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Twenty-fifth Sunday in Ordinary Time

Today’s parable is very strange, because the steward is praised for his shrewdness in acting dishonestly. How could Jesus praise sinfulness? His audience would have consisted of pharisees as well as disciples. Luke inserts this story between that of the prodigal son and the rich man & Lazarus. In verses 14-16 we are told how much the Pharisees loved riches. They seemed to have been able to reconcile their greed with their strict observance of the Law. Jesus is trying to highlight the destructive lure of money in the three tales.

The steward in today’s account seems to have been incompetent but cunning. He reduced the debts owed to his master. It is probable that the master was a usurer, charging exorbitant interest to his fellow Jews, which was forbidden by Deuteronomy (Deut. 23:19). The debtors would have been extremely grateful to the steward for reducing the amount they owed. The rich man praised the steward for his acumen. Maybe he belatedly recognised a kindred spirit!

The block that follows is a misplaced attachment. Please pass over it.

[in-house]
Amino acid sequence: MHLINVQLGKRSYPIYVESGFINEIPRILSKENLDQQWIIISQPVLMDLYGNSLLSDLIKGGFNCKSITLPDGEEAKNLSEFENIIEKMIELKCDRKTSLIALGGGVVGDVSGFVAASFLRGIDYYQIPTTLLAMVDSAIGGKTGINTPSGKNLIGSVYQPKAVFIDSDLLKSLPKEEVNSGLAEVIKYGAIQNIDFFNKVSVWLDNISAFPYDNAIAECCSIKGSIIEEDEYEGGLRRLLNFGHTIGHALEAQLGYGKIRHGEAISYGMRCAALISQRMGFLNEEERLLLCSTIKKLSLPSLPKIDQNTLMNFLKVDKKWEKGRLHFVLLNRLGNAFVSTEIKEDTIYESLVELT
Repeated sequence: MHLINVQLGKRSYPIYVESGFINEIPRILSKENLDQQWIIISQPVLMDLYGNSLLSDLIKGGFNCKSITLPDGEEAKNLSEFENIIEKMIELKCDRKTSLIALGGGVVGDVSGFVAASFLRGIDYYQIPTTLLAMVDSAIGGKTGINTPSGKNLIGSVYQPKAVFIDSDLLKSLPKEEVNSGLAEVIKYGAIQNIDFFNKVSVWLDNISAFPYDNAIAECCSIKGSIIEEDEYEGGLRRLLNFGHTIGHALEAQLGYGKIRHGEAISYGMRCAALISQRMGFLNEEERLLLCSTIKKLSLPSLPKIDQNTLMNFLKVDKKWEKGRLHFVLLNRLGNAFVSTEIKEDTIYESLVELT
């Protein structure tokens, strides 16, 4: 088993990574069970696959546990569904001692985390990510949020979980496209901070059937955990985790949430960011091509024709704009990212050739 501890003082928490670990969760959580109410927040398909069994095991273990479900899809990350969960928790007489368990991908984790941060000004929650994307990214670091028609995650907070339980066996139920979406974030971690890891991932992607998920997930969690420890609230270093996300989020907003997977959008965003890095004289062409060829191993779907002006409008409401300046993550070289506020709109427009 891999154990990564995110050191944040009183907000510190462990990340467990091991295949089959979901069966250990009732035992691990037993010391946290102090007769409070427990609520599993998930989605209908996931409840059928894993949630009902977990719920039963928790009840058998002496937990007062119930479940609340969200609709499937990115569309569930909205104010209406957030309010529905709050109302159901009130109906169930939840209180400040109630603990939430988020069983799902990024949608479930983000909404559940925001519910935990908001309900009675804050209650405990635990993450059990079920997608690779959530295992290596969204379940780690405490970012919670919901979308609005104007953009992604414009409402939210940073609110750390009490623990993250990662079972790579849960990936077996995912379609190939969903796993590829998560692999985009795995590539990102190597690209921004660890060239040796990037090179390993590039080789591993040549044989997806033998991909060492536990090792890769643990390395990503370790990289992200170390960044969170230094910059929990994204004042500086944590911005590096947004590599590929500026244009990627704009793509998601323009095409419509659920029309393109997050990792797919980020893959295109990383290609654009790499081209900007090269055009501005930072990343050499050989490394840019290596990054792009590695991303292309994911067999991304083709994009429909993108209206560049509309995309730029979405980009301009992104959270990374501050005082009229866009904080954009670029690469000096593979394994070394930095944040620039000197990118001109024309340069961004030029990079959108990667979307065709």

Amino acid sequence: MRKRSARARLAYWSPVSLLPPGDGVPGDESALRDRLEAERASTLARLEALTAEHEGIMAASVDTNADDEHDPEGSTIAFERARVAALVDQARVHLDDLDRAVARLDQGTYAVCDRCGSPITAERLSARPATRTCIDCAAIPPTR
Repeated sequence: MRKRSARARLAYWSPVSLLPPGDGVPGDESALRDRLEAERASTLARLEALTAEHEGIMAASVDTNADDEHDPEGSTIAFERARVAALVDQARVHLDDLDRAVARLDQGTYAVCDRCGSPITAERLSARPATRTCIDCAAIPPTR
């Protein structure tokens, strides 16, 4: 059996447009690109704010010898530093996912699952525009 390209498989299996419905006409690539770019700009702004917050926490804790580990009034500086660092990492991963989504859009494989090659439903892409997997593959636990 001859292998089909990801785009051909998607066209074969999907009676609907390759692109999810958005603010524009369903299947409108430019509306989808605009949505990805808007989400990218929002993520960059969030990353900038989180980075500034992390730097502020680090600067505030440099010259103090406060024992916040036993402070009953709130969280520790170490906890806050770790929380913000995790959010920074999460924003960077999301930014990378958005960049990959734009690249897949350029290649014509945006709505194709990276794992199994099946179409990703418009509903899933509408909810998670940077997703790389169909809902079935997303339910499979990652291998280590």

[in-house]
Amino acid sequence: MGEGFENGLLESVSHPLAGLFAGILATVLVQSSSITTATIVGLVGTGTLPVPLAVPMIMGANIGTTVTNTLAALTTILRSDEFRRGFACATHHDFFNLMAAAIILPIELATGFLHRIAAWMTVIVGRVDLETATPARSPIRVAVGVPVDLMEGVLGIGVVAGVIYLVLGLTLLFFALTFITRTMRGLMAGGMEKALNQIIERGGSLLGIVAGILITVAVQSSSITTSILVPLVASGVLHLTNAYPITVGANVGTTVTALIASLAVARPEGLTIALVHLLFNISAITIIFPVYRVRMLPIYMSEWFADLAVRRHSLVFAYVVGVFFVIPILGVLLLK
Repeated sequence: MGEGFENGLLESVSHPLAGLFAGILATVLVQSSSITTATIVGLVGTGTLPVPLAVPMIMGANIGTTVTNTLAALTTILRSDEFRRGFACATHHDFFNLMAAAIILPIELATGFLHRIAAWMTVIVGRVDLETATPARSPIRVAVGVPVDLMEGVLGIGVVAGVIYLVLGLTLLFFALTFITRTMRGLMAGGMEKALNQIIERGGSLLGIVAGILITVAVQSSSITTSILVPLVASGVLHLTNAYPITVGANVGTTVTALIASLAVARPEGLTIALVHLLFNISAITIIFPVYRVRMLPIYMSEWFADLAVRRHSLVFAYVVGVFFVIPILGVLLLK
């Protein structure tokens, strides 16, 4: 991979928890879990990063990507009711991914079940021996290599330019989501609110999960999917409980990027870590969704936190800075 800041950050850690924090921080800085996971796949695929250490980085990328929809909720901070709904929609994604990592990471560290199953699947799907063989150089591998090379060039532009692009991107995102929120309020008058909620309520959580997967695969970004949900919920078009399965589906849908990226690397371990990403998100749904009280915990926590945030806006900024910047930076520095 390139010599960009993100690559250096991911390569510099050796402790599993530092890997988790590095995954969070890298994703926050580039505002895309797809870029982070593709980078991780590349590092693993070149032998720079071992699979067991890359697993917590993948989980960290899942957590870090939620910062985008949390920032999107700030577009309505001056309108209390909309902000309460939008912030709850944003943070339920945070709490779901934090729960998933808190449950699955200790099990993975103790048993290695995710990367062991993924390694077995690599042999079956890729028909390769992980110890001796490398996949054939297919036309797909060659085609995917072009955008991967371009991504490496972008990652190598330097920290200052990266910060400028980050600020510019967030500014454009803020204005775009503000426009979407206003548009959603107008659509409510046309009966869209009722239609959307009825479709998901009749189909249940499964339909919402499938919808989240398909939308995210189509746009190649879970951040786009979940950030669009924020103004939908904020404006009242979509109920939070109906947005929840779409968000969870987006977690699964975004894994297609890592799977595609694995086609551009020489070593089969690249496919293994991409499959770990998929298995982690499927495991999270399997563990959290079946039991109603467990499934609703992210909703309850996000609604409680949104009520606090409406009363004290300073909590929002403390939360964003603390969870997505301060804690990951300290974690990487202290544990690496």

“The children of this world” are quick to use their resources to get what they want. Their goals are clear and they are prepared to pursue them energetically. Jesus suggests that perhaps the children of light could direct the same energy to obtaining the riches that do not perish. He had shown from his colourful narratives, a kaleidoscope of pitfalls which a love of money can bring. We can call to mind the parable of the sower, where thorns represent the cares, riches and pleasures of the world which stifle the spiritual progress of the would-be believer (Luke 8:14).